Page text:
Manhattan Tales: Aches And Pains
Published: Jun 28, 2012 11:05 am
Three months have passed since I left the hospital after my stem cell transplant.
I am in a quiet and watchful time period, regrouping my energy and my brain cells for the next phase of my life.
I have been regularly delighted by being able to return to “normal” activities such as shaving and an occasional visit to the barber. While my barber doesn’t have much work to do on my head, he is a phenomenally upbeat guy and entertains me with details of his youth, such as harvesting olives in Sicily. And he offers all his customers a first-rate espresso, and caffeine is definitely a mood-enhancing drug!
As predicted, the transplant and its traumas are fading from my memory.
My stamina pretty much returned within two months of leaving the hospital. For the first four weeks, I walked every day and by the end of a month, I could walk the three miles to Battery Park and back (with a serious rest at the halfway mark). A month later, I had returned to the swimming pool and slowly made my way from one end of the pool to the other. I am trying to increase the length of the swims and my speeds.
Notwithstanding these positive developments, a big issue I have had to face since my transplant is pain.
Before the transplant, my body was reasonably cooperative both with the chemotherapy and the aging process (I am 64 years old). The chemo did give me peripheral neuropathy and occasional cramps in my hands and feet, but the discomfort was bearable.
Post transplant, my body has been considerably more rebellious. For example, in the midst of mundane activities such as reading a book or eating dinner, a mysterious needle starts jabbing me in my left shoulder. One of my sisters attributes this to an evil little jinn. My doctor attributes it to an aftereffect of Revlimid (lenalidomide).
In addition, I have experienced intermittent but intense bone pain in my shins and my forearms. The pains appear, and I am near tears – and then suddenly, the pains abate and occasionally disappear altogether. Similar waxing and waning occurs with the peripheral neuropathy.
For these and other various ailments, I was counseled to increase my doses of Neurontin (gabapentin). Occasionally, I’d also sneak in a couple of Advils (ibuprofen). I have steadfastly refused to ask for “something stronger,” such as those all-too-wonderful meds they gave me in the hospital. Although I don’t think of myself as having an addictive personality, I liked those medicines far too much. I intend to hold off asking for any more as long as possible.
For now, I have found three basic ways to cope: distractions, exercise, and friendships.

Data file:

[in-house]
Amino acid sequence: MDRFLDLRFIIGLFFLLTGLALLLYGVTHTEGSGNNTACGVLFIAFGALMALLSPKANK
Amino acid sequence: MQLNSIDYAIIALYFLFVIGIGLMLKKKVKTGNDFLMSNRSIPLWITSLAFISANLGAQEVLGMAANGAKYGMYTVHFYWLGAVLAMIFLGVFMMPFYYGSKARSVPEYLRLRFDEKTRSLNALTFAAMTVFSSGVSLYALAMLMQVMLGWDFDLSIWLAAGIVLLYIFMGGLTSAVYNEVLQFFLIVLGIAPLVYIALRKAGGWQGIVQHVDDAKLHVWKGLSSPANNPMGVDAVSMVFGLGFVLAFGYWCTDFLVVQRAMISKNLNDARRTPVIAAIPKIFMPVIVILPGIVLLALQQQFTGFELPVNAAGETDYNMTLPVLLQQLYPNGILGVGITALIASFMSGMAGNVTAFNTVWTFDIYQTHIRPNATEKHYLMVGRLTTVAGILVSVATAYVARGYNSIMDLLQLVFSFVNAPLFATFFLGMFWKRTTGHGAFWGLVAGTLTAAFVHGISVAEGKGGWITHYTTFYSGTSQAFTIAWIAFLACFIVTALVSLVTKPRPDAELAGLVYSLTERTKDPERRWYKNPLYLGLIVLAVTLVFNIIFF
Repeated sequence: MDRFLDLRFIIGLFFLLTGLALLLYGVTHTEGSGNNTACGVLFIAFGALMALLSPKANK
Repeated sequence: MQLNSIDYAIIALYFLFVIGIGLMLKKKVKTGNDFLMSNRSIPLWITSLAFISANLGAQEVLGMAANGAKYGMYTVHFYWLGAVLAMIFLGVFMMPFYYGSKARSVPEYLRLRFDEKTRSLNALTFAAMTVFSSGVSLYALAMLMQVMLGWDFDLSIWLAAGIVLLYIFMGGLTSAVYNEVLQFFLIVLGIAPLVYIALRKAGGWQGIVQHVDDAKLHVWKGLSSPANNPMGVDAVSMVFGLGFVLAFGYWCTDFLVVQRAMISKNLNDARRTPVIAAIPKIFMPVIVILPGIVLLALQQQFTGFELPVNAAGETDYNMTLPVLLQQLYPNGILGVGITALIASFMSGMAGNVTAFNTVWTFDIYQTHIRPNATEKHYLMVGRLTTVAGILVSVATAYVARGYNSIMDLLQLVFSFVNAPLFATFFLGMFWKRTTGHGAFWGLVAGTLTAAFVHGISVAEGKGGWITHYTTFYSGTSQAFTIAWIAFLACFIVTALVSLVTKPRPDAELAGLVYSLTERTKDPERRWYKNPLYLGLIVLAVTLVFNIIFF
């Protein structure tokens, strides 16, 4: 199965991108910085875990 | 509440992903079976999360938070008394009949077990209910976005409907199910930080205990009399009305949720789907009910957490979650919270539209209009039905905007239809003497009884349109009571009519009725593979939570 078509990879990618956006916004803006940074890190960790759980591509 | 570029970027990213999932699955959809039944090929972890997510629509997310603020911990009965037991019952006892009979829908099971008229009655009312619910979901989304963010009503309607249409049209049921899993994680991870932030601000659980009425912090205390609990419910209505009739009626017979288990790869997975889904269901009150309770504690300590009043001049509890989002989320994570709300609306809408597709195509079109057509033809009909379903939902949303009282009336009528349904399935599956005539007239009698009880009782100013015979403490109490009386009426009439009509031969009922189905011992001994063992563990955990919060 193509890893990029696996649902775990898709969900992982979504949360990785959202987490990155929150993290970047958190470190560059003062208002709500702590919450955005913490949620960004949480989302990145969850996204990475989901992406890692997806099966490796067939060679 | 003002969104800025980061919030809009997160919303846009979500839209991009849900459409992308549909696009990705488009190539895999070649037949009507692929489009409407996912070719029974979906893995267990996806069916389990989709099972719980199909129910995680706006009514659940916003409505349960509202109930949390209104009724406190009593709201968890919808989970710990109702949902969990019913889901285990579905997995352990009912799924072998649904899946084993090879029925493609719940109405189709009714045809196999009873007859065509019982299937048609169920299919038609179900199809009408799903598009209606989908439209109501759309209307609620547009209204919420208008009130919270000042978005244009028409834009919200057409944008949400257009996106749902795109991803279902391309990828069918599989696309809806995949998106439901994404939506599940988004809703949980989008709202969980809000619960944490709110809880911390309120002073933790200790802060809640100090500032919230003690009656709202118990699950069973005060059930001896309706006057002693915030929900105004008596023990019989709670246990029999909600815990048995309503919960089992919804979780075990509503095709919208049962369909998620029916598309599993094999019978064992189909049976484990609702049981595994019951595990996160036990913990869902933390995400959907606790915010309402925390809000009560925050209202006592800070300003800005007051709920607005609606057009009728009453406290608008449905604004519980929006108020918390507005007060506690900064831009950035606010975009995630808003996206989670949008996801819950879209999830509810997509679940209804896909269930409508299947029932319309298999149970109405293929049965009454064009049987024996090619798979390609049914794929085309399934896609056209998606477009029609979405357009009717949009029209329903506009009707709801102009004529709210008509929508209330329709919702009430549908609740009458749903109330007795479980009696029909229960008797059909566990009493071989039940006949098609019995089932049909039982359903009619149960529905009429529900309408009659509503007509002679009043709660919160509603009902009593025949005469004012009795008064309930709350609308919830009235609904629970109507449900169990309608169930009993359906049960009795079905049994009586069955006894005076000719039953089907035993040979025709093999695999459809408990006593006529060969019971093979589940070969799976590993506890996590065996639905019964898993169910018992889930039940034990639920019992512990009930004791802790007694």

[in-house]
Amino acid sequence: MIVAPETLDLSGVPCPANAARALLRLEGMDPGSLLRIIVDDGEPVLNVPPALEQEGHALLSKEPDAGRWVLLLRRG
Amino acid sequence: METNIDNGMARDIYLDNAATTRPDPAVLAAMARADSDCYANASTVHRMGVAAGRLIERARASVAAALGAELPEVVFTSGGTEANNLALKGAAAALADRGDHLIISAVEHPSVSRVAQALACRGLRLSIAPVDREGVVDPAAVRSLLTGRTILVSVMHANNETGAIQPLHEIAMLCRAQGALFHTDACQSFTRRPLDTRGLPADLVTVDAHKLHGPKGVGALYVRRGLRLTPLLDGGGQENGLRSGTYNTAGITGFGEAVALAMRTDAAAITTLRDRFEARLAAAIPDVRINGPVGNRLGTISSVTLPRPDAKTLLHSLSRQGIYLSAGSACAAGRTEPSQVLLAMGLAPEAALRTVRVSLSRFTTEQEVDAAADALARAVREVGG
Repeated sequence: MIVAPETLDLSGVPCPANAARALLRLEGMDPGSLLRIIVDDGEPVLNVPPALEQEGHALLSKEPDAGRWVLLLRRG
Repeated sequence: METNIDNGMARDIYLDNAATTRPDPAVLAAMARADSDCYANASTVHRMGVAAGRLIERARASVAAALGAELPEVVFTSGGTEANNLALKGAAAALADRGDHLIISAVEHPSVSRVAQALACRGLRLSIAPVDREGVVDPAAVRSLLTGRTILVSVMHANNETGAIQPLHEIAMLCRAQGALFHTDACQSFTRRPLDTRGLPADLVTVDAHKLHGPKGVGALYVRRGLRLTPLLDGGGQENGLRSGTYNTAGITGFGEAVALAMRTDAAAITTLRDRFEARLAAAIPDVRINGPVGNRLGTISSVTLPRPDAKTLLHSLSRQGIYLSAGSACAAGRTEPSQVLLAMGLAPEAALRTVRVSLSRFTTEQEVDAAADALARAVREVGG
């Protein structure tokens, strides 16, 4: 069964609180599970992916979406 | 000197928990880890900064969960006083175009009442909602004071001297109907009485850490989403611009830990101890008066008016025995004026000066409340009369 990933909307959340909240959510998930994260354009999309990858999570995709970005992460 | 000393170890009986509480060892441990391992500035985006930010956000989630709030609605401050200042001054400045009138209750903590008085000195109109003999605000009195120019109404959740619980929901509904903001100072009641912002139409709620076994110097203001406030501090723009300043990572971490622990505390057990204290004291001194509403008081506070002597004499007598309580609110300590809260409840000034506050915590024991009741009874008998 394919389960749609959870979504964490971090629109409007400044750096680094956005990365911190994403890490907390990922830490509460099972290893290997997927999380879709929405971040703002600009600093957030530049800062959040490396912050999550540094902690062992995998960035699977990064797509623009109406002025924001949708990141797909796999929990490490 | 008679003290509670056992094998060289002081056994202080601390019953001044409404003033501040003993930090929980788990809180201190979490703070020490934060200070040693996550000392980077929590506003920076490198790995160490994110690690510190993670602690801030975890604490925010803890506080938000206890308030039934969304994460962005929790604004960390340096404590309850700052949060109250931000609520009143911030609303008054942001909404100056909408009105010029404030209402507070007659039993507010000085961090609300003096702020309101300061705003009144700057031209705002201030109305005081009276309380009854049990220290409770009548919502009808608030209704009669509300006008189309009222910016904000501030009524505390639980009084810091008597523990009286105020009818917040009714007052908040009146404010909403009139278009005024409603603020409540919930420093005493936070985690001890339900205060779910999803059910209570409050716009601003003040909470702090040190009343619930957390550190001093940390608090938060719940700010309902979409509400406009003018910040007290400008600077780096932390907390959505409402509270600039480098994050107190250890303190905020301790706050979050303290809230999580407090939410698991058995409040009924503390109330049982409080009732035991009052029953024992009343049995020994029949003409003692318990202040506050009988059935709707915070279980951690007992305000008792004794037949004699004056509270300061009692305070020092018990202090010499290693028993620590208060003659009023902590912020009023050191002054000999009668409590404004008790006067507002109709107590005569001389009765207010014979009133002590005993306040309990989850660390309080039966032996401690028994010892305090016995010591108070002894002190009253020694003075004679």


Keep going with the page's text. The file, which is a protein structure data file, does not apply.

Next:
Distractions: One of the most amazing phenomenons I have encountered is that when my mind is actively engaged in an activity, it somehow compartmentalizes and walls off the pain I am otherwise experiencing. I will look up from a good book or movie and realize that while my hands or legs still hurt, I wasn’t experiencing the pain while my mind was elsewhere.
Exercise: As I have mentioned before, swimming is as close to a meditative activity as perhaps I will come. While I do not think that the swimming generates the peace that others achieve in meditation, the rhythm that swimming provides in breathing, performing my arm and kick stroke, and listening to my exhalations and the lapping water are very restful. Within a minute or two, the pains fade away.
Much has been written about the “endorphin” effects of exercise. More recently, I also read that exercise results in better pain tolerance.
My experience in the pool is consistent with these theories. After a half-hour of steady swimming, regardless of how fast or slowly I’m going, I have shoved my pain away to the corner of my mind. Even better, I often feel little pain for a few hours after leaving the pool. Swimming is a time-consuming activity, but other than flossing it’s the best investment in time I make each day.
Friendship: I do want to mention the role of family and friends in helping to deal with pain. I very much appreciate having a few very close friends and family members with whom I can be completely honest.
Nevertheless, I don’t feel very comfortable talking about pain with anybody other than healthcare professionals. Certainly, few people feel comfortable listening to me talk about pain either.
When asked how I am feeling, I smile and respond with “GREAT!” rather than recite my litany of complaints. I prefer to make conversation about the bicyclists and joggers on steroids who won’t share the road than to complain about my aches and pains or to recount the tale of my latest bone marrow biopsy.
If a friend presses for details, I give them the details – but I wait to be asked directly.
For me at least, explaining what I have been through doesn’t make the pains go away or ameliorate them. The distractions or a good story that someone might relate to me in a conversation are far better medicine.
Meanwhile, thanks for listening to my litany. And the bone marrow biopsy wasn’t really that bad!